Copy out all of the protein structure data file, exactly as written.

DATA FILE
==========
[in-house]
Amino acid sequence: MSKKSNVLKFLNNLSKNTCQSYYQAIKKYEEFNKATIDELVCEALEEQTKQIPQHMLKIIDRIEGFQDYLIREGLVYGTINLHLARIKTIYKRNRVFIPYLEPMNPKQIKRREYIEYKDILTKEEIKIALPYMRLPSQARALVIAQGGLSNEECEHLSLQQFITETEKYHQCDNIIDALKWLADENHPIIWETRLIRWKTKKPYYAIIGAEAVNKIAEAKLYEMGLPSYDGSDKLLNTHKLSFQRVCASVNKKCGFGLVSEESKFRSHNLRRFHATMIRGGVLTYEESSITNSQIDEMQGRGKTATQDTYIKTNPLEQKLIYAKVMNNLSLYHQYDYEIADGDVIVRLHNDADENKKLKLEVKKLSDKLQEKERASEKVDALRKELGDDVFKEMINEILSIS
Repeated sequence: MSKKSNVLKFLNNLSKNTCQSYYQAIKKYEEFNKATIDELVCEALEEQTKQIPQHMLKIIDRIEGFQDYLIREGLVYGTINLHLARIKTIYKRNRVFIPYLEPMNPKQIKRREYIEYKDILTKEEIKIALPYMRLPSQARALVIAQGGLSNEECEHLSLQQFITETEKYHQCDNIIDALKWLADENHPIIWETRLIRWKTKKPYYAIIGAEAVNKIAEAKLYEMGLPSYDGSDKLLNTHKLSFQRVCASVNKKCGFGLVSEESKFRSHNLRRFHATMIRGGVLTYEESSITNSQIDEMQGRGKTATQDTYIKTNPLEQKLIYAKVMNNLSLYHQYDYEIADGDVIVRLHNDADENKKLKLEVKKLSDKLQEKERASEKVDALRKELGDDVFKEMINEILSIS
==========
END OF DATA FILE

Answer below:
[in-house]
Amino acid sequence: MSKKSNVLKFLNNLSKNTCQSYYQAIKKYEEFNKATIDELVCEALEEQTKQIPQHMLKIIDRIEGFQDYLIREGLVYGTINLHLARIKTIYKRNRVFIPYLEPMNPKQIKRREYIEYKDILTKEEIKIALPYMRLPSQARALVIAQGGLSNEECEHLSLQQFITETEKYHQCDNIIDALKWLADENHPIIWETRLIRWKTKKPYYAIIGAEAVNKIAEAKLYEMGLPSYDGSDKLLNTHKLSFQRVCASVNKKCGFGLVSEESKFRSHNLRRFHATMIRGGVLTYEESSITNSQIDEMQGRGKTATQDTYIKTNPLEQKLIYAKVMNNLSLYHQYDYEIADGDVIVRLHNDADENKKLKLEVKKLSDKLQEKERASEKVDALRKELGDDVFKEMINEILSIS
Repeated sequence: MSKKSNVLKFLNNLSKNTCQSYYQAIKKYEEFNKATIDELVCEALEEQTKQIPQHMLKIIDRIEGFQDYLIREGLVYGTINLHLARIKTIYKRNRVFIPYLEPMNPKQIKRREYIEYKDILTKEEIKIALPYMRLPSQARALVIAQGGLSNEECEHLSLQQFITETEKYHQCDNIIDALKWLADENHPIIWETRLIRWKTKKPYYAIIGAEAVNKIAEAKLYEMGLPSYDGSDKLLNTHKLSFQRVCASVNKKCGFGLVSEESKFRSHNLRRFHATMIRGGVLTYEESSITNSQIDEMQGRGKTATQDTYIKTNPLEQKLIYAKVMNNLSLYHQYDYEIADGDVIVRLHNDADENKKLKLEVKKLSDKLQEKERASEKVDALRKELGDDVFKEMINEILSIS